One of the first questions that I usually receive during a training course on Country Risk Analysis concerns the selection of risk indicators. The “Study On Short-Term Economic Indicators For The Arab Region” by the Economic And Social Commission For Western Asia (ESCWA) gives various good pointers on what risk indicators to select for a thorough analysis of a particular country.
The report suggests a rather detailed template for the selection of short-term economic data (pp. 87-88):
- National accounts
- Production and turnover
- Price indicators
- Labour market indicators
- External sector indicators
- Financial sector indicators
- General government sector indicators
- Household sector indicators
- Non-financial corporations sector indicators
- Financial market indicators
- Real estate market indicators
Pages 24-39 offer a valuable introduction to the key risk indicators in each category. For example, the importance of inflation is described as follows (p. 16):
The consumer price index (CPI) focuses on household consumption of goods and services. […] The CPI is an important economic indicator of price change. The index is used in many ways by Government, businesses and society in general. The index can affect interest rates, tax allowances, wages, State benefits, pensions, maintenance, contracts and many other payments. It also shows the impact of inflation on family budgets. The index is also used as one of the key variables for monetary policy in defining price stability and targeting an inflation rate.
Particularly the section on external sector indicators (pp. 18-19) is very informative in terms of selected indicators, their definitions and their relevance. Take for example the way in which the report explains the difference between the balance and payments and the international investment position (IIP):
The monitoring of the transactions and positions held by a country in relation to the rest of the world is guided by international accounts represented by the balance [of] payments and the international investment position (IIP). The balance of payments is a statistical statement that summarizes transactions between residents and non-residents during a given period. It consists of the goods and services account, the primary income account, the secondary income account, the capital account, and the financial account. The IIP is a statement that shows, at a certain point in time, the value of financial assets of residents of an economy and the liabilities of residents of an economy to non-residents.
For the beginning or aspiring country risk analyst, an enlightening observation in the report is that country risk analysis requires both a short-term and long-term assessment. The report clearly explains why short-term risk indicators matter in a sound economic analysis (p. vii):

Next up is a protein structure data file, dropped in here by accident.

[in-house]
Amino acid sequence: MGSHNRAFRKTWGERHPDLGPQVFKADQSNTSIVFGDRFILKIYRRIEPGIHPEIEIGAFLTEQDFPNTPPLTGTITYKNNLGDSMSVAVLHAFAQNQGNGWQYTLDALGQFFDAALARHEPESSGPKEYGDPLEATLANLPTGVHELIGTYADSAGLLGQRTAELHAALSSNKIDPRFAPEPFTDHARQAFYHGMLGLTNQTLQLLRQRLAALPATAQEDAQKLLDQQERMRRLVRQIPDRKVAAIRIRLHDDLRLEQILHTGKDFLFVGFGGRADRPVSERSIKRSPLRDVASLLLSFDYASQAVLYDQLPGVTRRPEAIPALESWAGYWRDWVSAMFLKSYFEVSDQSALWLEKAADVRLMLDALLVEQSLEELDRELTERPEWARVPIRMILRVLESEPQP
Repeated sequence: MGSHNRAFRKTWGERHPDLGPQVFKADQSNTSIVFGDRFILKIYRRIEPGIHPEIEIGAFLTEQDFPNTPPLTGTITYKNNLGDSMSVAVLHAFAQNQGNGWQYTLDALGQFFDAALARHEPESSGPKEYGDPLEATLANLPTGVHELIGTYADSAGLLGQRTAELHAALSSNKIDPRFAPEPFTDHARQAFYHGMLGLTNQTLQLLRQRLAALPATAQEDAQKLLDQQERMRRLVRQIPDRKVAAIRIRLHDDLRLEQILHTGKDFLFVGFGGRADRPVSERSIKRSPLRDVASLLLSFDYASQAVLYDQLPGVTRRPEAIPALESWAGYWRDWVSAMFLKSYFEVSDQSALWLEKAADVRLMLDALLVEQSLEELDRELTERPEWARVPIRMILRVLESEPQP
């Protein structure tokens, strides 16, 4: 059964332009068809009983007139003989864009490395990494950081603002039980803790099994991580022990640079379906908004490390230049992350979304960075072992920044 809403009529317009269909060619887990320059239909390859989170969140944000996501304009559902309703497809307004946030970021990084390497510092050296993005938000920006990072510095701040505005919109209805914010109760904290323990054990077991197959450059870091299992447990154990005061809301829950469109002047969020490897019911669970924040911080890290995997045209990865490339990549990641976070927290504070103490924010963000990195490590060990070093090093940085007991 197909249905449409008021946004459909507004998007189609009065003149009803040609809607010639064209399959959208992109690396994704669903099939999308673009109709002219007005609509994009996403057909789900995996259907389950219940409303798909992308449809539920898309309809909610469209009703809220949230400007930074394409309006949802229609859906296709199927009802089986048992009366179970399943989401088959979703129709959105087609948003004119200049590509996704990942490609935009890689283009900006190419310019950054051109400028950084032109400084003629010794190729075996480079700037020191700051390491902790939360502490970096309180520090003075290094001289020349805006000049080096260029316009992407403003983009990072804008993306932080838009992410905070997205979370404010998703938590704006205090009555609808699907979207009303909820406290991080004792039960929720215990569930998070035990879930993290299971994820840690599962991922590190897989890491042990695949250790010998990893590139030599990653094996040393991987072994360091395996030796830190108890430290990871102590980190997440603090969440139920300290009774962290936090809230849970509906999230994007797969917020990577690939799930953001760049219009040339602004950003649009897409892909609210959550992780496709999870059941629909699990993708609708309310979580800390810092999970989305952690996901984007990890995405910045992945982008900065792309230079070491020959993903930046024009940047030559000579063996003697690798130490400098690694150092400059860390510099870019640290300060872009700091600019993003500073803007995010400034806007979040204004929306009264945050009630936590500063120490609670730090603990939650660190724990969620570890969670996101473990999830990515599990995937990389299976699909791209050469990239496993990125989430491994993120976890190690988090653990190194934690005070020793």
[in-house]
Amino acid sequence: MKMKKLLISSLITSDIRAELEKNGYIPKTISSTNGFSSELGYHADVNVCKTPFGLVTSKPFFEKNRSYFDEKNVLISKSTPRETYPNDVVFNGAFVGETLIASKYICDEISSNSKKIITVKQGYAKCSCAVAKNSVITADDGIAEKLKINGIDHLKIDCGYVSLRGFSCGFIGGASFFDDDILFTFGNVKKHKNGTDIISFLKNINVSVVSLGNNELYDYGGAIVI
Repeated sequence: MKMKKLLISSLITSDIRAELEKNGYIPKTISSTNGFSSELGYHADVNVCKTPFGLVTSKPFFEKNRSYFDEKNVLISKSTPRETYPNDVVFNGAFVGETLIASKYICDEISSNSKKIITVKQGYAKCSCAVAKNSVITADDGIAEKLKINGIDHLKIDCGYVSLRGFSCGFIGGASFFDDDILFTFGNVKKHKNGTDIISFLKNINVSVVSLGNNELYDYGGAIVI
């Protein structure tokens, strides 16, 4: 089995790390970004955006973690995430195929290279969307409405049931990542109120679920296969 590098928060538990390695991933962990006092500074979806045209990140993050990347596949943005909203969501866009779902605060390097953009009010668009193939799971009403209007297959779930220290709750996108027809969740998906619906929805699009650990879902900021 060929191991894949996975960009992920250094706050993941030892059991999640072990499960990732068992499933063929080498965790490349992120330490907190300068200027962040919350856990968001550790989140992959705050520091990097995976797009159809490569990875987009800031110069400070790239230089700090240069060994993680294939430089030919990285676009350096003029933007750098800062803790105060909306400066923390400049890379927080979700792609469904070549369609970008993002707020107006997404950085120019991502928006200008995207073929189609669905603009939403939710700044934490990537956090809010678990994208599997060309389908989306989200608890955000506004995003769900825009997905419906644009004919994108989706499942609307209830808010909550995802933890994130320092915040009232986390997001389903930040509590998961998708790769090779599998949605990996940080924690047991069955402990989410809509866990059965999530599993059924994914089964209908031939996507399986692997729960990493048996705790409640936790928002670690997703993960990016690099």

Short-term economic indicators comprise a range of statistical series that are generally compiled and disseminated on a daily, weekly, monthly or quarterly basis. They shed light on recent developments in key aspects of national economies and contribute to formulating and monitoring economic and monetary policy. They also facilitate analysis of economic performance and provide a basis for the preparation of future performance forecasts. A more specific application of economic indicators is the study of business cycles.
The report also stresses the importance of studying the dynamics between
- short-term and long-term trends
- domestic and international trends
- political and economic trends
and how these dynamics affect policy-making options in the countries concerned (p. 2):
Short-term macroeconomic fluctuations are known to have long-term economic consequences. In the Arab region, short-term policy issues have become of critical importance to policymakers in their quest to guide the short-term direction of economies for two reasons: first, a rapidly expanding financial sector resulting from globalisation; second, heightened socio-economic tension, regional insecurity and strained public finances in Arab countries in transition since 2011.
The eventual decision on including risk indicators in an analysis of a country should depend on -among other factors- the risk type (e.g. transfer risk or sovereign risk), the risk horizon (e.g. one-month or ten years) and the rationale behind the analysis (e.g. building a new plant or buying bonds).
Many thanks to my former Country Risk Analysis Summer School student David for suggesting the ESCWA report for the “Getting Started with Country Risk Analysis” series.
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